Probably as a single woman, you’d be having donor sperm, so you haven’t got any specific problems. I’m assuming you’re having treatment because you’re a single woman without a partner, so you need to go through this treatment to have a baby. So, there are no underlying fertility issues apart from you being single, and you’re not with a partner who would provide sperm. In that case, IVF would be the option that we choose for you. If you came through and you had IVF, and it was a failed fertilization, there’s a possibility that the donor sperm may not be of a suitable quality on the day. Therefore they would convert it to ICSI again to rule out a higher chance of failed fertilization. But for a single woman coming through for IVF using donor sperm, the first option that we would offer would be IVF rather than ICS. Success rates with IVF under these circumstances are very good.

How soon after a failed implant can you try again with a frozen embryo?

Well, there’s no reason why you can’t go through the following month. You do get some people who have a failed implantation, and they go through with the next cycle. On the other hand, you get some people that try and recover from the whole experience. It’s not just physical but psychological as well. You may need just a month or two to fully recover before you embark on a frozen embryo. As far as I know, there’s no physiological reason why you couldn’t just continue with your treatment, that’s something that your clinician would advise you on. I know that some centers may have different protocols. Some centers may insist that you do wait one or two months, but again, as far as I know, there isn’t a physiological reason why you would need to do that.

Do thawing embryos from day 3, 4, 5, and 6 have the same success?

I did mention in my presentation that over the years, the survival rates have improved. It is because we introduced the vitrification of the blastocyst stage. The blastocyst stage is 5 and 6. Those embryos do have a better survival rate over the day-3 or day-4, that has been shown. It’s also quite rare for people to freeze on day three and day four nowadays and on the earlier stage, which is day one at the just fertilized stage. Between day-5 and day-6, the protocols are normal, you want your blastocyst to be fully expanded, like the ones I’ve been showing you on day-5, and you give yourself the extra day, which is day-6 to give the blastocyst the benefit of the doubt, just in case. It’s just a little bit slow, it just needs a bit longer. So the survival rates of day five are higher than day-6, and I’m sure some programs say that they have no differences, but when I was looking at the survival rates, which are up in the 90s, we’re finding that the survival rates and the best chance of pregnancy would be from a day five, but you do still get pregnancy from a day six embryo, which is why we do leave them until day six. We also have the quality to take into consideration, as well. It may just be that the embryo was just a little bit slow, and it was a really good quality by day six.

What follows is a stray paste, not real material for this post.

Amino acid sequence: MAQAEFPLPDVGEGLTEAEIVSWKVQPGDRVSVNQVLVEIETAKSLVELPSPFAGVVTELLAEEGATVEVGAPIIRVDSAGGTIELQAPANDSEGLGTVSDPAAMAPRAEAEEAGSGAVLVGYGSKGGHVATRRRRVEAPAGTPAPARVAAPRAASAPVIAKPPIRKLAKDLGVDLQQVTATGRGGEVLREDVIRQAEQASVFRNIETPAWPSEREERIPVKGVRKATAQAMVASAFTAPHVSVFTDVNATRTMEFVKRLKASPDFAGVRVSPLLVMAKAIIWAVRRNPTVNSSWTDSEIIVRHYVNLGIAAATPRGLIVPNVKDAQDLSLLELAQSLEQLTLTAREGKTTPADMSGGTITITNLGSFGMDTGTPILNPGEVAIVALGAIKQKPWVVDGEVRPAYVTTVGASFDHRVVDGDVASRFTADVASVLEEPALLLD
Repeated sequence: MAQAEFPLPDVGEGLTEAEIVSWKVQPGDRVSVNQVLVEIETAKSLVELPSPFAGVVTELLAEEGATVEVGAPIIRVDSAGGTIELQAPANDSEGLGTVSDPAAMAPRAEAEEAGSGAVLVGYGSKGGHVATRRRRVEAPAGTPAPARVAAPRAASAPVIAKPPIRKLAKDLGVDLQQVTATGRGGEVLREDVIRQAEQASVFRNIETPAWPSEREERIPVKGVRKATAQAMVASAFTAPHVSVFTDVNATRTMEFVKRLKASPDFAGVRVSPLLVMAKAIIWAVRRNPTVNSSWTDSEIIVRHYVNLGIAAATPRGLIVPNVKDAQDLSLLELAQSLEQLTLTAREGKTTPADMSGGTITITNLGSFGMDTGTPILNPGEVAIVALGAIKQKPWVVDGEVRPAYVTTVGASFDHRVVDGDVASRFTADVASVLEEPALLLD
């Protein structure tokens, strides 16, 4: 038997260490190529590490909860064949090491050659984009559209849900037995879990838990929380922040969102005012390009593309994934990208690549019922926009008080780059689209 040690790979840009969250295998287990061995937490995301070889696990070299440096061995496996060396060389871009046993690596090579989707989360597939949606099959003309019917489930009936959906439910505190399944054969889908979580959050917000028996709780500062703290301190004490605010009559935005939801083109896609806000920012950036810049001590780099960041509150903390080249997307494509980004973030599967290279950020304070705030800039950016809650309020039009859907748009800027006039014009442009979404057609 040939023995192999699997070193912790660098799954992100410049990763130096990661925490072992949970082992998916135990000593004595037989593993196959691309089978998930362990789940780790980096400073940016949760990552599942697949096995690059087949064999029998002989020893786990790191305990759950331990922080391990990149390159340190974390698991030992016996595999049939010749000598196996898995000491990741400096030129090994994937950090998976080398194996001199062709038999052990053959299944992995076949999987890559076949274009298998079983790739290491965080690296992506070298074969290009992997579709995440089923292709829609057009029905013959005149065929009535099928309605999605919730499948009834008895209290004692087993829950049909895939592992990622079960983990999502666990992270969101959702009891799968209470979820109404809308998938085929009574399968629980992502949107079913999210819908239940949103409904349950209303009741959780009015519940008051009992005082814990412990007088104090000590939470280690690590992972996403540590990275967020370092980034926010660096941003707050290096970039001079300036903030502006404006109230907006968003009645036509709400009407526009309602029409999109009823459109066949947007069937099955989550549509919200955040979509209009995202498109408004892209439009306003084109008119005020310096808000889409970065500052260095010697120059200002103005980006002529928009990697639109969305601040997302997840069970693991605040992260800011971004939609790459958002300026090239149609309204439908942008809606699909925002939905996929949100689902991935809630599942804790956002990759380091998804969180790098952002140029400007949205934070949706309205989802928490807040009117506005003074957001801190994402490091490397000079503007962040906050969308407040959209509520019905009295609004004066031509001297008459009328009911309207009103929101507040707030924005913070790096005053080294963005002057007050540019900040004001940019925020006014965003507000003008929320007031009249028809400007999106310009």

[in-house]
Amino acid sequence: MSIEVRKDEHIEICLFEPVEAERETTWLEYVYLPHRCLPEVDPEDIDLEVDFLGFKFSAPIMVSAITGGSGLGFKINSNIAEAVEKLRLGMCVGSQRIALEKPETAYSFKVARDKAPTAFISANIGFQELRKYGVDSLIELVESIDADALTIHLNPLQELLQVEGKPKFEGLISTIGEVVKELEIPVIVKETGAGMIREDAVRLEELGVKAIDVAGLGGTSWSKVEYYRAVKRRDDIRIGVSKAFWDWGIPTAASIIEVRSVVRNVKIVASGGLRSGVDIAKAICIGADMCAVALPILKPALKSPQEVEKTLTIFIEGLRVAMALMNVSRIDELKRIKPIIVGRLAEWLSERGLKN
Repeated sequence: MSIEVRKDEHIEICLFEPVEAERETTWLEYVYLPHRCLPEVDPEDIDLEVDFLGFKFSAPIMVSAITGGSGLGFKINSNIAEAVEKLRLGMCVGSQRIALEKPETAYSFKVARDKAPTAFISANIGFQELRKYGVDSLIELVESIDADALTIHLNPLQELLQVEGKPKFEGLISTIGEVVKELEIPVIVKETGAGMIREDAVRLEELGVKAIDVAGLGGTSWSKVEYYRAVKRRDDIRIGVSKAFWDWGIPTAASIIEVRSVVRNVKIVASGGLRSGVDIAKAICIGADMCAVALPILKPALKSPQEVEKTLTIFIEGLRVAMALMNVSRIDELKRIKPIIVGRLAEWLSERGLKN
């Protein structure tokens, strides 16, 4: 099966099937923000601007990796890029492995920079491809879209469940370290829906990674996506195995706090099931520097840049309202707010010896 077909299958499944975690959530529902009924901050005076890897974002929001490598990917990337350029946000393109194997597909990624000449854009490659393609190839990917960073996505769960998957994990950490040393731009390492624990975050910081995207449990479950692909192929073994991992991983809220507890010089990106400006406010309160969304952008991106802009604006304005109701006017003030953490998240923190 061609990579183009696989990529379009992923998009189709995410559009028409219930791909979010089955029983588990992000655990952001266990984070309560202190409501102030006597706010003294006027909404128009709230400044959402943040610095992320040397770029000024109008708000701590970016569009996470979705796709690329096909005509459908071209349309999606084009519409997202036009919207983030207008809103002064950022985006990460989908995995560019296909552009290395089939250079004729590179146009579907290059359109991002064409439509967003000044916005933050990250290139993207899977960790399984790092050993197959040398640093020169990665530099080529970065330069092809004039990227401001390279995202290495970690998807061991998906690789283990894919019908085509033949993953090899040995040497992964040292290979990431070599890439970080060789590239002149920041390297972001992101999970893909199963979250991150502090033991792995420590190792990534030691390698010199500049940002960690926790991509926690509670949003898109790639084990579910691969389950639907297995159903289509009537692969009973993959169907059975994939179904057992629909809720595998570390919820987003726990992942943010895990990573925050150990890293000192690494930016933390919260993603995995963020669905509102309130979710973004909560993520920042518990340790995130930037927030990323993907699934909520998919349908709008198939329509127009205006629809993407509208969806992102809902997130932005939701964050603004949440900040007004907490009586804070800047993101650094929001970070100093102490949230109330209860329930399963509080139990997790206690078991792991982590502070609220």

If they freeze embryos in solution from one company and when they come to thaw they don’t find the same company and thaw embryos by other company’s solution does this affect the embryos?

In theory, no, it shouldn’t be a problem. We are never 100% sure about the recipe from different companies for their free storing solution, and the safest thing would be to go by the manufacturer’s recommendation, so if an embryo was coming to our center that had been frozen somewhere else, let’s say solution A. We use solution B, we would buy the thawing solution that is specific to the embryos to continue with the treatment. We wouldn’t use our own solutions of choice because we follow the manufacturer’s recommendations to make sure that nothing goes wrong. My advice would be to thaw them in the thawing solution that the manufacturers recommend that you use.
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Karen Schnauffer

Karen Schnauffer

Karen Schnauffer is a Consultant Embryologist with a career spanning nearly 25 years. She has a huge amount of experience within the world of IVF, and not only being a working embryologist has also been instrumental in setting up four IVF laboratories, and introducing new services and new technologies in the world of Assisted Conception. She is also responsible for providing training to many embryologists from the UK and abroad over the last 23 years. Karen has previously been responsible for leading the largest embryology team in the UK and was the first person to be appointed as a HFEA Person Responsible over two separate IVF centres. She is frequently approached by colleagues, both nationally and internationally, for advice and support, and has been invited to sit on various expert groups for the HFEA and within the commercial sector. She has held numerous positions for the Association of Clinical Embryologists and was a member of the steering group to amalgamate the professional bodies; the Association of Biomedical Andrologists (ABA), the Association of Clinical Embryologists (ACE) and the British Andrology Society (BAS) to form the Association of Reproductive and Clinical Scientists (ARCS). For the last four years Karen has also been the Programme Chair for the annual Fertility meetings for the Association of Clinical Embryologists and now continues this role for the Association of Reproductive and Clinical Scientists. Karen has a strong interest in research and although her passion is in the world of human IVF, she has previously successfully developed an ICSI programme in horses and produced the first time-lapse images of equine embryos.
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Caroline Kulczycka

Caroline Kulczycka

Caroline Kulczycka is managing MyIVFAnswers.com and has been hosting IVFWEBINARS dedicated to patients struggling with infertility since 2020. She's highly motivated and believes that educating patients so that they can make informed decisions is essential in their IVF journey. In the past, she has been working as an International Patient Coordinator, where she was helping and directing patients on their right path. She also worked in the tourism industry, and dealt with international customers on a daily basis, including working abroad. In her free time, you’ll find her travelling, biking, learning new things, or spending time outdoors.